Here’s a breakdown of the primary differences in their duties:

Phlebotomist Duties:

  • Blood Collection: Phlebotomists specialize in drawing blood from patients. They are skilled in venipuncture and capillary puncture.
  • Blood Specimen Handling: They properly label and transport blood samples to the laboratory for testing, ensuring accuracy and patient safety.
  • Infection Control: Phlebotomists follow strict infection control protocols to prevent the transmission of diseases and maintain a sterile environment.
  • Patient Interaction: While phlebotomists interact with patients, their primary focus is on collecting blood specimens efficiently and safely.

Certified Nursing Assistant (CNA) Duties:

  • Patient Care: CNAs provide direct patient care, including bathing, grooming, dressing, and assisting with activities of daily living.
  • Vital Signs: They measure and record vital signs like blood pressure, pulse, temperature, and respiration rates.
  • Mobility Assistance: CNAs help patients with mobility, including transferring them from beds to wheelchairs and assisting with walking or exercises.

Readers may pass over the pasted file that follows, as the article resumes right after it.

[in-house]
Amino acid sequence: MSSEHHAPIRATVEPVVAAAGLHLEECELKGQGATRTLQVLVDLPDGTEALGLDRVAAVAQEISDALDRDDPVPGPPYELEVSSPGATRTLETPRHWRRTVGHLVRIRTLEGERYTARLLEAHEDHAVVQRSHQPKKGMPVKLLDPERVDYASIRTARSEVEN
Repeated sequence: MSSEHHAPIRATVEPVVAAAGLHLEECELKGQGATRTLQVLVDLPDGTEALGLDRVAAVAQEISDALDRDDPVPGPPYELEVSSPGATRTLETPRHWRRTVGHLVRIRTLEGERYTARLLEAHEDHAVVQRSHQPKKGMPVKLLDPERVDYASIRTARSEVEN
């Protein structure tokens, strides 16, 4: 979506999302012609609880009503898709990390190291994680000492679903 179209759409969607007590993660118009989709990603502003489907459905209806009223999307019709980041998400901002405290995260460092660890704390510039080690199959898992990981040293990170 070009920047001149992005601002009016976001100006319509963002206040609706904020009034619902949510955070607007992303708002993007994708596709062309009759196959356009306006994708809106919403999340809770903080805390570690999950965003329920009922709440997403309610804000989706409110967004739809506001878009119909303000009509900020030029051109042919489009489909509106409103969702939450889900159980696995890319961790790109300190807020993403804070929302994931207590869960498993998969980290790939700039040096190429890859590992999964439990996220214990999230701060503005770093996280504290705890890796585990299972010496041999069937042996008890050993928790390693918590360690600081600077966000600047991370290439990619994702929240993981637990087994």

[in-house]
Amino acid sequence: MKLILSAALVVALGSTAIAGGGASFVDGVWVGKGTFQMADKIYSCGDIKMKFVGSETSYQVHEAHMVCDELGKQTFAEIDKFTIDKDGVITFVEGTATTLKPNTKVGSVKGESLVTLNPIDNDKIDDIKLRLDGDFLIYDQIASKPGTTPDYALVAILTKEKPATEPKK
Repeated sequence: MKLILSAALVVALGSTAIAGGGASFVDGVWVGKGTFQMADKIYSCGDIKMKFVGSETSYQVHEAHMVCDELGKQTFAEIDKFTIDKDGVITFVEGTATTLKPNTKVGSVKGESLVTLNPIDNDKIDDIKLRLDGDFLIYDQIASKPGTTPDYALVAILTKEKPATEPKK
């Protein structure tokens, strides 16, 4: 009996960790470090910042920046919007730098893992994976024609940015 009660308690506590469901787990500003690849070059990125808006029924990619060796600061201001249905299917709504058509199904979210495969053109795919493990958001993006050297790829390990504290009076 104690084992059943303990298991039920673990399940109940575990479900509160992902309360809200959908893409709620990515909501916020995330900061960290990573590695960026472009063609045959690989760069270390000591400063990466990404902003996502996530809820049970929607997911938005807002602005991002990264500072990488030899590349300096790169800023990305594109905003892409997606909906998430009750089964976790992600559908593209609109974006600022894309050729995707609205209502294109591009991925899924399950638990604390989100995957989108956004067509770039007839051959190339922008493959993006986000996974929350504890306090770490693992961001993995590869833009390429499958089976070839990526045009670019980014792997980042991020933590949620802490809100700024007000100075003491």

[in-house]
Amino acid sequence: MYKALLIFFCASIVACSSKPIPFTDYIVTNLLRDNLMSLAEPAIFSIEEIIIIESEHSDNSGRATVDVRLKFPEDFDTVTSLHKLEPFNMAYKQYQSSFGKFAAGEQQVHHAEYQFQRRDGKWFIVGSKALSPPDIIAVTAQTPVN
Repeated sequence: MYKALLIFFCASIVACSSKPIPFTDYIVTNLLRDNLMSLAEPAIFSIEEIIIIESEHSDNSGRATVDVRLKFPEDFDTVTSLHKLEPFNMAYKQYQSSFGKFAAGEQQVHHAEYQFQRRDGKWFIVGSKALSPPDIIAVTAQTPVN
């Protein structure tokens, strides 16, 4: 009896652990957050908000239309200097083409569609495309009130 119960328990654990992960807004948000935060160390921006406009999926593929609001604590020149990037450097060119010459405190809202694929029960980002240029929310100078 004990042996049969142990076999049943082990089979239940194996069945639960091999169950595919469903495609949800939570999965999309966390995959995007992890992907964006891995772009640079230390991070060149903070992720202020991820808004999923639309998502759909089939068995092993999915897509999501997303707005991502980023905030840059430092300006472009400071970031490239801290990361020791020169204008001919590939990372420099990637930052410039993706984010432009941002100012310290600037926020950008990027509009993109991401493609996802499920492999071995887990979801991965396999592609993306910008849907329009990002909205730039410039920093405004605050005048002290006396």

• Nutrition and Hydration: They may assist patients with eating and drinking, ensuring they receive proper nutrition and hydration.
  • Emotional Support: CNAs offer emotional support to patients, often forming close bonds with those in their care, and providing companionship.
  • Reporting: CNAs report changes in a patient’s condition or behavior to the nursing staff, helping ensure timely interventions.

Read: How to Become a Phlebotomist

Phlebotomists vs. CNAs: Salary

The salaries earned by both these professionals also differ greatly. It is also important to note that the salary for phlebotomists and Certified Nursing Assistants (CNAs) can vary depending on factors such as location, experience, and the specific healthcare facility.

Let’s take a look at the differences in their salaries:

Phlebotomist Salary:

Phlebotomists typically earn a slightly higher median annual salary compared to CNAs.

According to the U.S. Bureau of Labor Statistics, the median salary for phlebotomists in the United States is $38,530.

Experienced phlebotomists with additional certifications or working in specialized healthcare settings may earn even higher salaries.

Certified Nursing Assistant (CNA) Salary:

CNAs generally earn a slightly lower mean annual salary compared to phlebotomists.

According to the BLS, the mean salary for CNAs in the United States is $35,740.